Prime time harvest
Gary Porter farms about as far north as you can possibly farm and still be in the state of Missouri. The Mercer County farmer likes to get his corn harvest under way in September on an early schedule that would be more typical for a corn grower in the southern part of the state.
Part of the reason for Porter’s fast start to corn harvest is a new, state-of-the-art, on-farm grain handling system. It has some unique features. For example, the dryer is powered by natural gas, not propane. And a pneumatic system whisks corn into storage bins propelled by air, as opposed to being hoisted in a conventional grain leg.
It all adds up to an economical, energy-efficient drying and storage system that allows Porter to get into the field early and keep on harvesting in order to capture premiums that can be found in local markets.
“It seems like it happens every year,” he says. “I can get a lot better price for September corn than I can for October-November delivery. So if we can hit that earlier market and get our harvesting done at an earlier pace, it pays off.”
Porter plants 105-day corn hybrids and points out that weather often cooperates better for early harvest. In addition, local demand from Premium Standard Farms, an integrated pork operation, is strong for corn that can be delivered early. And one of Premium Standard’s delivery points is only eight miles from the Porter family headquarters.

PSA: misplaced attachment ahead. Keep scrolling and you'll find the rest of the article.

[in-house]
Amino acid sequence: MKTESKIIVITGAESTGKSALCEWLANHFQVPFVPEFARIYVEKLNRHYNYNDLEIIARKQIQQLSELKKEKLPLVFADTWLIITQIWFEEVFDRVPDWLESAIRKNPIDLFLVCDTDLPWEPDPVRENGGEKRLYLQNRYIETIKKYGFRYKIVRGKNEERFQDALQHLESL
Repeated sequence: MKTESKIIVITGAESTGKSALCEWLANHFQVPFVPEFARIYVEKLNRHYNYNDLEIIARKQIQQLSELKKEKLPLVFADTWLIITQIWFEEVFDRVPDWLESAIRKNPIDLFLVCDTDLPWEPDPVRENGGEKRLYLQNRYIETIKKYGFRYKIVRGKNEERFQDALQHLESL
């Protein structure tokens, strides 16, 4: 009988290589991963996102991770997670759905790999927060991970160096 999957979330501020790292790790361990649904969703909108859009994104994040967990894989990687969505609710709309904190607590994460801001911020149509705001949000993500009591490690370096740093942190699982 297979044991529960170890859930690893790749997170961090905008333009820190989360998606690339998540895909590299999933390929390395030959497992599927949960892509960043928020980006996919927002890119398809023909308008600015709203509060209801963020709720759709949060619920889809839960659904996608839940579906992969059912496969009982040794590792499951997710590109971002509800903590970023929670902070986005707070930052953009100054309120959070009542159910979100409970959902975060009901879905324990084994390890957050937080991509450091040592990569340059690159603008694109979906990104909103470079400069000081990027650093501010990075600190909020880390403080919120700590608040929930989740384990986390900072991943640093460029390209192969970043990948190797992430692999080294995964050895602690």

“To get this corn out of the field early, dry it, and then load it out and haul it eight miles to market has just worked out sensational,” Porter says.
The Porter family almost decided against building their house on this parcel of land because a natural gas pipeline that supplies the town of Princeton runs right down the middle of the adjacent gravel road. “As it turns out, natural gas has been a real asset,” Porter says.
The dryer for the grain bin system operates on natural gas, allowing Porter to dry grain for about one-third the cost of using propane. “I never have to worry about running out of LP on the weekend or in the middle of the night,” he says. “Natural gas is supplied right here to the bins at all times.”
The pneumatic delivery system also was a big cost-saver. Porter went to southwest Missouri to observe a similar system that Kip Cullers installed on his farm. “I was skeptical of pneumatics, but Kip convinced me to try the system,” Porter says. “I like a grain leg, but they cost around $200,000. I built my entire four-bin system for what it would have cost me to add the grain leg.”
A 40-horsepower, three-phase motor blows the air into the pneumatic tube. Behind that is a device that meters the corn into the airflow. “It works great, and it is fast as well,” Porter observes.
The added efficiency of the new system allows him to harvest 7,500 acres of crops with only one combine. “I have a neighbor and a brother who also do some custom harvest work for me to help pull us through,” he says. “But it is very important that I keep the combine moving at all times.”
This article published in the September, 2011 edition of MISSOURI RURALIST.